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I’m doing something in this post I haven’t done in a while: share stuff I’ve been inspired by that you may not have seen if you don’t follow me on twitter or facebook. Not that I’m very active on the latter, however my tweets get sent there automatically.

Guru yoga is a rather tough aspect of Tibetan Buddhism for most Westerners to follow. Here’s an explanation from within the tradition that’s as good as any I’ve seen, however it will still probably leave most of you asking yourself: what is this? Part of the problem is that when we hear a Tibetan geshe speak, they’ll say inspiring things, useful things, interesting things, but also things we have trouble with. It’s partly about culture and partly about expectations. Guru yoga is entrenched in Tibetan Buddhism to the extent that some of the teachers literally get incense burned in front of them every time they enter the teaching hall. Sure – it’s about the Dharma they teach, not the person – at least in theory. But in practice it does also mean that disagreeing with the teacher can feel tricky especially for those who take on that teacher as their personal teacher.

When you look at that article, you’ll see that Jetsunma makes sure to stress that when you’re venerating the teacher, you’re actually venerating ALL Bodhisattvas and Buddhas – not merely the one before you. Sure – that makes sense, however it’s clear that this is pretty tough. It’s much easier to just be devoted to that teacher because of their love, wisdom, compassion and charisma. Before scoffing, theosophists should definitely check out the material on Chelas and Disciples I gathered on my Esoteric Studies Guide.

The story about guru yoga that I’ve heard repeated again and again by Geshela Sonam Gyaltsen is when Atisha went to Indonesia to learn Bodhicitta (universal loving kindness) from Dharmarakshita. He was devoted to this teacher despite the fact that he disagreed with the man on no less a subject than the realization of Emptiness (sunyata). Since emptiness and bodhicitta are the two wings of becoming a Buddha, this is not a light thing at all. See also my own post about taking refuge.

Which brings me to my next link: it’s about freedom of belief. I’ve been a champion of freedom of belief for as long as I’ve been active online. It’s not for nothing that my site represents all kinds of spiritual perspectives. However, I’m also enough of a religions scholar to realize that belief is only one half of religion – and in most religions it’s traditionally not that important an aspect at all. Much of the debate on my Judaism quiz centres around this question: how do you define religion? How do you define community? How do you deal with conflicting definitions of what it means to belong? Recent developments in Israel bring this point to the fore even more.

The point made in the article believing in religious freedom by Elizabeth Shakman Hurd is that many religious communities don’t traditionally define themselves as being about ‘belief’ in something or other. Buddhism is one example, traditionally. That’s one reason why the Buddha could say that we should not believe what he said merely because he said it. Buddhism is traditionally more about the sangha (the monks and nuns), studying, giving TO the sangha by lay people, rituals performed by the sangha for the lay people etc. And yes, in rare cases, Buddhism has also been about meditation.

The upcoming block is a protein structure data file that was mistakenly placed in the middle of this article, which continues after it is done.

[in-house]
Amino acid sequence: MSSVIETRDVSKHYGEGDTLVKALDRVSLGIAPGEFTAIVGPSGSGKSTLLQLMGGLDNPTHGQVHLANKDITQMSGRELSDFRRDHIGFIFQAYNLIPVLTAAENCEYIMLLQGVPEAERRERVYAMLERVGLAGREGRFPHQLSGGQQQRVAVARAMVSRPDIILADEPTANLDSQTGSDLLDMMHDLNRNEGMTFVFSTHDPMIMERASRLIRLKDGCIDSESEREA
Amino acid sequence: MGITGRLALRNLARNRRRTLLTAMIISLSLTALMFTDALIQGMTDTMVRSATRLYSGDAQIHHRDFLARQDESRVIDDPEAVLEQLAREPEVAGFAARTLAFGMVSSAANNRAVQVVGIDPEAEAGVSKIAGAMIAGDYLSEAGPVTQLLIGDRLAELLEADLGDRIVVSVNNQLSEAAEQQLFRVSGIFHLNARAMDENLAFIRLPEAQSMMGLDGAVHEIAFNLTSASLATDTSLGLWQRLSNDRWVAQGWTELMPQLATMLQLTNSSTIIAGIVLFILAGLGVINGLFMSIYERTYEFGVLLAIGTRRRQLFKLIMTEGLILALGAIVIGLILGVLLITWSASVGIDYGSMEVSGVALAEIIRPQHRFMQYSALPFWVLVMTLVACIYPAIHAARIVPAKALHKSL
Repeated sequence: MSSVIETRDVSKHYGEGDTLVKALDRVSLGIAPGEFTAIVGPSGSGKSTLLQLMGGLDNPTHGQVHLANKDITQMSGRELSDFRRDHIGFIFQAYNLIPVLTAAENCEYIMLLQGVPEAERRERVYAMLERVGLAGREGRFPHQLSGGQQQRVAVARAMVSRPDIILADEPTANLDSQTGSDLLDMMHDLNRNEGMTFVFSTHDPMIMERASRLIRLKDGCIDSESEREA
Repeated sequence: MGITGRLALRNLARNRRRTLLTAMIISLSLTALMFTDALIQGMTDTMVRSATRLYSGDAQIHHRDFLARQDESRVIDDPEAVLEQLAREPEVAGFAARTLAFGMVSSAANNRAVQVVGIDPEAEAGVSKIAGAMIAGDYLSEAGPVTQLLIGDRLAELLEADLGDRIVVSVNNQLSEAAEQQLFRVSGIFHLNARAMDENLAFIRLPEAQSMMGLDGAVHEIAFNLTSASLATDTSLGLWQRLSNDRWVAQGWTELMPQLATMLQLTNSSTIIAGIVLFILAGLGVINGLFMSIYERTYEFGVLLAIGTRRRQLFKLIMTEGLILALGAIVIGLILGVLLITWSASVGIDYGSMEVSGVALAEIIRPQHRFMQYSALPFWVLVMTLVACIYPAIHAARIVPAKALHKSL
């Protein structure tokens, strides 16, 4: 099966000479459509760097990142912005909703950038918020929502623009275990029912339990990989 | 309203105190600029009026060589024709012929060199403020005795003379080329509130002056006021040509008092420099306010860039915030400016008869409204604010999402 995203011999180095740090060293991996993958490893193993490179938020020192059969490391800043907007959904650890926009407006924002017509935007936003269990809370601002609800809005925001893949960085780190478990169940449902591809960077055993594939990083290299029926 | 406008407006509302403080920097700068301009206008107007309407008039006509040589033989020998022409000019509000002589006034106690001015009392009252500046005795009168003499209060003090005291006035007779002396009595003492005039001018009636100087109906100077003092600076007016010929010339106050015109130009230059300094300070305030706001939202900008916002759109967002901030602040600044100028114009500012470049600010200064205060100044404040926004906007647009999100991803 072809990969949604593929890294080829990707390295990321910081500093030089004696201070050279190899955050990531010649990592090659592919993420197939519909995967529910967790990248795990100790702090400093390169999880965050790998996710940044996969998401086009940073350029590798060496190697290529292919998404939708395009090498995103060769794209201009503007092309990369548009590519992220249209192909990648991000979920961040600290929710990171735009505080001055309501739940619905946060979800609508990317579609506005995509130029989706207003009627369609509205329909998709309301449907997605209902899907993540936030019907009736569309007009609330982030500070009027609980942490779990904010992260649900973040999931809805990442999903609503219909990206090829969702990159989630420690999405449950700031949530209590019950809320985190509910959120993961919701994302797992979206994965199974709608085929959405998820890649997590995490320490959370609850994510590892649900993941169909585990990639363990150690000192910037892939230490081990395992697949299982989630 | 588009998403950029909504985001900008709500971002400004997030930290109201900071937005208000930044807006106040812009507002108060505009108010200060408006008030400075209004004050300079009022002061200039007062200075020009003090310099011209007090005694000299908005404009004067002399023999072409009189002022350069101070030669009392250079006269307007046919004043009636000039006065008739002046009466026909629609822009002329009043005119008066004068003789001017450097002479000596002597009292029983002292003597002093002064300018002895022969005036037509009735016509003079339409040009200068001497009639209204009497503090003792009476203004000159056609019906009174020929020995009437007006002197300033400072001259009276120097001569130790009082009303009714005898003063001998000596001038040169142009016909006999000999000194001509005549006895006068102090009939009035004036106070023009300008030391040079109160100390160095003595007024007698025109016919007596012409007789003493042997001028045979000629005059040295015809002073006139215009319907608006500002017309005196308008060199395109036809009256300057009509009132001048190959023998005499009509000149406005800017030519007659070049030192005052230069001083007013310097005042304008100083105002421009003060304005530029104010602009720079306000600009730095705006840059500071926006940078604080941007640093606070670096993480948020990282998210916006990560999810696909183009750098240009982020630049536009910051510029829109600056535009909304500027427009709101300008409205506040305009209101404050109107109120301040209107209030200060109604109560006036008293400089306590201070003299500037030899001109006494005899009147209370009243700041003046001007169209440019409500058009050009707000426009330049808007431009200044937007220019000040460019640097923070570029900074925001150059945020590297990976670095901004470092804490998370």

Of course what Buddhism is becoming in the West is a different story… And part of what it’s becoming will be defined by our Western expectations that religion is about what one believes. The whole theosophical project is focused on that too: what one believes and whether what people believe as Christianity (for instance) is really what Jesus meant… It’s a very modern way of looking at things.

And that way of looking at things makes it easier to feel sorry for persecuted Christians in Syria than for the Syrian population as a whole which is rising up against a dictatorship. The point? When we focus on Christian’s being persecuted we’re really saying: Christians being persecuted is more important than the whole population being persecuted. And in saying that, we’re strengthening the differences between Christians and Muslims in Syria and by doing so contribute to the persecution of Christians in Syria. By telling the story that way, we’re also supporting a dictatorship. See the article for more.

Then again – the Arab spring is turning out to be a landmark in women’s rights as well. As Egypt reinvents itself, women are threatened with losing rights they already had, because fundamentalist Muslims (also a very modern phenomena btw) want to be ‘non-western’. Let’s hope the women who fought besides their brothers for regime change will continue to stake their claim to freedom.

Perhaps freedom of belief is not as essential as practicing compassion. Karen Armstrong with her Charter for Compassion project certainly believes so. The site has inspiring stories to share.

Last but not least and totally unrelated, I found this story about how patients are helped in dealing with chronic disease by getting a mentor inspiring.

  • Darryl Thomas March 24, 2012, 8:45 pm

    You mention that you favor religious “freedom of belief,” and you also express concern over the loss of “women’s rights” within traditional Islamic religious fundamentalism. You can’t have it both ways. Religious fundamentalism (and let’s just place Islamic fundamentalism as an example) exists because it is seen as the keeper of the flame, so to speak. It lays out clear, definable contours of conduct and morality for the benefit of the believers. And you will find many women who will support the “losing of rights” women have claimed for themselves because they simply will adhere to the fundamentalist position because of what it gives them. And you will also find that there are more and more female Islamic intellectuals who will claim that Islamic fundamentalism makes sense for them. Does your support for “freedom of belief” apply to all religious believers of whatever stripe, or only those with align with your political views?